The American imagination

Rose Aguilar looks for change on Red Highways
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REVIEW If you're one of the 200,000 San Franciscans who voted for Barack Obama, maybe you're staring at that map of red and blue states wondering, "How could 56 million people vote for John McCain? Why is there still this incredible swath of crimson belting our country?"

Similar questions have been burning in the minds of liberals since the 2000 election. In 2005, San Francisco resident Rose Aguilar turned them into a quest: "One night, after spending several hours online, sending articles to friends who were probably sick of me barraging them with e-mails and practically falling over political books and magazines I had yet to open, I realized it was time to leave my comfort zone. I needed to turn off my computer and get out into the streets to find out why people vote the way they do and find out if we're as divided as we're led to believe."

Red Highways: A Liberal's Journey into the Heartland (PoliPoint Press, 221 pages, $15.95) is the result of Aguilar's six-month road trip through reliably red states to ask people why they identify with one party over another, or vote for certain candidates, or don't vote at all.

Aguilar, the host of Your Call, a public interest radio show on KALW, kept her mic keyed up and conducted hundreds of interviews as she and her boyfriend, Ryan, traveled by van through Texas, Mississippi, Oklahoma, and Montana. Some of these talks are with the hotel employees and restaurant owners one might typically encounter on a cross-country road trip. But Aguilar and her partner also venture to places they wouldn't normally go — places that are mainstays in the lives of many Americans. Malls and churches provide the setting for much of the narrative, but the duo also attend their first gun show, chill out at a water park, and take in a bull-riding event. Nearly every experience is charged with politics — even at Oklahoma's Bullnanza, Aguilar discovers riders who are heavily sponsored by the US Army.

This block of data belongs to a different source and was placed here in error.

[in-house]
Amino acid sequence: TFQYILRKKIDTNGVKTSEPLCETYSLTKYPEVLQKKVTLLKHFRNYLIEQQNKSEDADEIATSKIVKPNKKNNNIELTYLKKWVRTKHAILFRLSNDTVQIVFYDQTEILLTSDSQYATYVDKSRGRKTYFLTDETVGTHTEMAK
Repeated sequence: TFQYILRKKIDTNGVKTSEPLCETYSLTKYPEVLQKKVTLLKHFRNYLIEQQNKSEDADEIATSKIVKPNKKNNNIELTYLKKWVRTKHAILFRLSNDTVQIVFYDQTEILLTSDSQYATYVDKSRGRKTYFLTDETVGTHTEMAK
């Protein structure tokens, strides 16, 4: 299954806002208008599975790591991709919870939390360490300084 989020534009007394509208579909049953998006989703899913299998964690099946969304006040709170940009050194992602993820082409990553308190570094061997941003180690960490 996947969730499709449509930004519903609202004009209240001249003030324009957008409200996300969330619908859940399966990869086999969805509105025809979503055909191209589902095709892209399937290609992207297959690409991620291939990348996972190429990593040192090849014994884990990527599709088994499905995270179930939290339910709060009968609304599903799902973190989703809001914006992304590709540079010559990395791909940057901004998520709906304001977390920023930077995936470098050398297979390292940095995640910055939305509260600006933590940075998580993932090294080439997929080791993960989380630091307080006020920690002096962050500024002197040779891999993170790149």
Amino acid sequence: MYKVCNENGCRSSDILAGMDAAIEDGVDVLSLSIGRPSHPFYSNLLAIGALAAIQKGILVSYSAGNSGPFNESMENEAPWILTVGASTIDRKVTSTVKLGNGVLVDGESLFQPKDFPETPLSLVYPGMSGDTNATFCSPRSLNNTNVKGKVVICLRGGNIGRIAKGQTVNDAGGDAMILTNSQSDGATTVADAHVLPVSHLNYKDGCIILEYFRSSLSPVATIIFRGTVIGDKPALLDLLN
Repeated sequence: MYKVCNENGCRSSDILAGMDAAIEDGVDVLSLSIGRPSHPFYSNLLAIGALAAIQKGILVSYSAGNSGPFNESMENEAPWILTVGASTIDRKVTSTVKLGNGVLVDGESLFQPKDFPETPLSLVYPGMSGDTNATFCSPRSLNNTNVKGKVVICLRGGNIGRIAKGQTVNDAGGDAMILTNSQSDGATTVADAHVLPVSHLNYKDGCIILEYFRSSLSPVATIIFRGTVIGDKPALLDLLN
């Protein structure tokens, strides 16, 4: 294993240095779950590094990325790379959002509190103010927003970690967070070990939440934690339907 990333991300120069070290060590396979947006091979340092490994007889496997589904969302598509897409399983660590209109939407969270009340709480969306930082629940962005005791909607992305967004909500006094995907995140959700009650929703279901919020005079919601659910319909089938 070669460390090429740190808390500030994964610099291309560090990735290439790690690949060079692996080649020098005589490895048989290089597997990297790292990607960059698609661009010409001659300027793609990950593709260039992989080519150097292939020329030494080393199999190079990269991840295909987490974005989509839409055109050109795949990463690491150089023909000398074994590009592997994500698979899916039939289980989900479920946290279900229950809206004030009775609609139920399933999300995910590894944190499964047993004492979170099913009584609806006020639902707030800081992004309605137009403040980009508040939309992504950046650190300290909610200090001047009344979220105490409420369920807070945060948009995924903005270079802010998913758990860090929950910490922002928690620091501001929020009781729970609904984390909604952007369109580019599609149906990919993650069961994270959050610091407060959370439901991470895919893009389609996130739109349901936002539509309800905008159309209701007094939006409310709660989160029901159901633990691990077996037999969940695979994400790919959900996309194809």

Aguilar's easy prose style, no doubt fine-tuned by her daily radio conversations, makes this part-travelogue, part-political inquiry a quick read, with a fine balance of visual observation, first-person anecdote (she outlines the challenges of roadside dining when you're a vegan), and political fine-tuning. Aguilar discovers that most people like to talk about politics, but feel they shouldn't. In Kerrville, Texas, she meets two closet Democrats, one who is a registered Republican because there are never any Democrats on the local ballot.

The phenomenon of closeted politics recurs as Aguilar travels deep into red state territory. She also criticizes the media for failing to adequately portray America's nuances. "We breathe the same air, we live under the same political system, we've probably seen the same television and news shows, and most of us grew up going to public schools," she writes. "Yet because we might vote differently once every four years, we find ourselves stereotyped in the national media and separated by red and blue borders."

While exposing the impact of political peer pressure, Aguilar also encounters jarring social inconsistencies — billboard advertisements for strip clubs compete with signs for mega-churches throughout Dallas. With an awareness of such juxtapositions, she seeks a deeper truth in her talks with gay conservative environmentalists in Montana, Republican funders of local Planned Parenthood chapters, and a pro-war Texas vegan. Their tales make her book an important piece of evidence on America's political complexity. Red Highways uncovers a country full of fierce individuals prone to herd mentality.

Aguilar finds islands of unquestionable compassion. Speaking with churchgoer Bob Bartlett after a service at St. Andrew's Presbyterian church in Austin, she asks him: 'I noticed that this is a progressive church.